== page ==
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# Introduction and statement of the problem

DOI link for Introduction and statement of the problem

Introduction and statement of the problem book

# Introduction and statement of the problem

DOI link for Introduction and statement of the problem

Introduction and statement of the problem book

## ABSTRACT

The sensitivity minimization problem for delay systems is a difficult mathematical prob lem and for a single delay exp(—sr) this was solved in [10, 7]. Since then, more general problems have been considered in [8 , 2 0 , 21] (an introductory survey can be found in [18]). These references propose a frequency domain approach to the problem. In [18, 20, 21], the idea is to transform the continuous time problem into a discrete-time one which is then solved to yield the optimal infinite-dimensional controller. This solution is then transformed back into continuous time, where it is not only often infinite-dimensional, but improper as well. Consequently, approximations need to be made at this stage to yield an implementable (sub-optimal) controller. While this seems to yield good results in practice (see [17, 21] and [10]), a satisfactory theory for these approximations is still lacking. The difficulty with designing finite-dimensional controllers is that it is not sufficient to design good approximations to the infinite-dimensional optimal controller. One also needs to achieve a certain performance level at the same time. In [19] an approximation for certain scalar plants is proposed. However, one of the assumptions is that (1 — s E H i, which eliminates a lot of interesting plants, including exp(—sr) and exp(—sr ) /(a -f-s). Despite this, the method did work satisfactorily on the (example) plant exp(—0 .01s)/(s — 1), even though it did not satisfy the theoretical assumptions. A different approach is taken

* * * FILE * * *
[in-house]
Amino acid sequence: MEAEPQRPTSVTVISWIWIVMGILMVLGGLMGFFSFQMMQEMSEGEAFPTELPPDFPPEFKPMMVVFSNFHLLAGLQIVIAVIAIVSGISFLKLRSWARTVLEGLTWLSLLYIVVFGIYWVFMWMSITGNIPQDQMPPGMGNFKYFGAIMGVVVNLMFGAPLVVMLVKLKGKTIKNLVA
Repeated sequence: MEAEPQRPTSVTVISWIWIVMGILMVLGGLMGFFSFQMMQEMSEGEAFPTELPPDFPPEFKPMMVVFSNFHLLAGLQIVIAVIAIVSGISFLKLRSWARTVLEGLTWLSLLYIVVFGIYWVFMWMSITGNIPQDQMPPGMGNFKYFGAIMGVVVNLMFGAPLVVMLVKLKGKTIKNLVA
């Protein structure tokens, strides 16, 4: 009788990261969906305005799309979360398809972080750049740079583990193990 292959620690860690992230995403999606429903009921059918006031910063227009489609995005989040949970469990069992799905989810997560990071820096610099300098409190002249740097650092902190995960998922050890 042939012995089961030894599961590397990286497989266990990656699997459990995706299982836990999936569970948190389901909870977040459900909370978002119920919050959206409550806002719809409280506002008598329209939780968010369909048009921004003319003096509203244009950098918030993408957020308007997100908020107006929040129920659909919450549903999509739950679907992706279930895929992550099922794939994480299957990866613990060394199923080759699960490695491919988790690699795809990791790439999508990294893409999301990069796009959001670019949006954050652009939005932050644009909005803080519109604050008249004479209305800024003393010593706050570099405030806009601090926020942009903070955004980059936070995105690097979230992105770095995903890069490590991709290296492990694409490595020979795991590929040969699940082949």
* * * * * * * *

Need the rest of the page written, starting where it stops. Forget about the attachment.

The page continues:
in [24]; one first approximates the infinite-dimensional system and then designs an op timal controller for the approximating finite-dimensional plant. In order to obtain the approximation one needs to first obtain an inner-outer factorization. In general, this step has to be performed numerically which is a difficult problem in itself, even for scalar plants (see [6]). We note that in both of the above frequency domain approaches one usually needs explicit inner-outer factorizations of infinite-dimensional systems at a cer tain stage. While this is straightforward for simple systems (such as exp( - s r ) P ( s ) with P(s) rational and scalar), this is an unsolved problem for general irrational multivariable transfer functions (in [6] some numerical results are obtained). Summarizing, we can say that although the frequency domain approach provides existence results for Woo-control problems for general delay systems, a satisfactory methodology for real controller design for these systems is still missing. With the exception of [17], all the mixed-sensitivity control designs have been for scalar plants. The main problem is that of obtaining an explicit inner-outer factorization via a good numerical algorithm.